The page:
1-4 of 4 results  for:

  • Islamic Art x
Clear all

Article

D. T. Potts, J. Schmidt, Paolo M. Costa and Alessandro De Maigret

Region in which diverse cultures and civilizations flourished from c. 4500 bc to the rise of Islam in the early 7th century ac. Throughout history the term Arabia has varied according to changing political and cultural conditions. In this article it denotes the Arabian peninsula as far north as the borders of Jordan and Iraq. For regions north of this modern boundary ...

Article

Nubia  

William Y. Adams, R. G. Morkot, Timothy Kendall, L. Török and Khalid J. Deemer

Region in the Nile Valley, immediately to the south of Egypt, in which several cultures flourished, from the Khartoum Mesolithic period (c. 10,000–c. 5000 bc) to the establishment of the Islamic Funj sultanate c. ad 1505. Ancient Nubia corresponds essentially to the ‘Aethiopia’ of Herodotus and other Classical writers and the ‘Kush’ of the ancient Egyptians and Hebrews. It extends approximately from Aswan in southern Egypt to Khartoum in Sudan (...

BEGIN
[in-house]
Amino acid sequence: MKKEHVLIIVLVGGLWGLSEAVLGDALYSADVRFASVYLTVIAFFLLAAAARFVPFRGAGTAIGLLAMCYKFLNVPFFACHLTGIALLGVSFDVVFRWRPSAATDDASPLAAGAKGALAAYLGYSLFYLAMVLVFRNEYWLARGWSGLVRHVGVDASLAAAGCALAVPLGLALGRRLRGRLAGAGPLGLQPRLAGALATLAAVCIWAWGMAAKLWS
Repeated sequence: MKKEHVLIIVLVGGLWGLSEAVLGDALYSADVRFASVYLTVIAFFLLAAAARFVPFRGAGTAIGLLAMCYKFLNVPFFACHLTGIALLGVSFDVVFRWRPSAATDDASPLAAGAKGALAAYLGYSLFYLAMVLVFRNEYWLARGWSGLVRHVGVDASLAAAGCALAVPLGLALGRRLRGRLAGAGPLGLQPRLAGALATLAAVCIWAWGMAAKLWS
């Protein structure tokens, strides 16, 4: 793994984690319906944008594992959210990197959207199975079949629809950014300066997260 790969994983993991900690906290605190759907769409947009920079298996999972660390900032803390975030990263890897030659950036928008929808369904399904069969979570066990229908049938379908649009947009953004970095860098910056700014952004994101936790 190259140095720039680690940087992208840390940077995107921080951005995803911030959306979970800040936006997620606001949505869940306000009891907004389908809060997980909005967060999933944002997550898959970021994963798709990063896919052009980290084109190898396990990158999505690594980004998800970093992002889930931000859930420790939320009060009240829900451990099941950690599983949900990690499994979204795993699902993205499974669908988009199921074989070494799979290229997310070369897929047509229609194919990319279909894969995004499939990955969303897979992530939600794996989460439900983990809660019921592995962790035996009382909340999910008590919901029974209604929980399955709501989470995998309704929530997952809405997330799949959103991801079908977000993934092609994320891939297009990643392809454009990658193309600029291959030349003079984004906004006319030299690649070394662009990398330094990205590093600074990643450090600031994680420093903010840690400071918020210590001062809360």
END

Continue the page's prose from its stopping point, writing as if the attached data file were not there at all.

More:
Article

Sheila S. Blair and Jonathan M. Bloom

Region between the eastern coast of the Mediterranean Sea and the Arabian desert, containing sites holy to Jews, Christians and Muslims. The exact borders have varied in different periods, but the term has come to be applied to the area now covered by Israel and ...

Article

Shusha  

E. R. Salmanov

Regional centre in the Nagorno-Karabakh region of Azerbaijan. The town was founded in 1756–7 when the Karabakh potentate Panah ‛Ali Khan built a fortress on a rocky area surrounded by the mountain streams Dashalty and Khalfali-chay. The eponymous fortress Panakhabad was later renamed Kala or Shusha-qalasy and finally Shusha. Situated in the strategic and economic centre of Karabakh, it became the capital of the Karabakh khanate. The town was surrounded by stone walls with round towers protecting the gates. The ...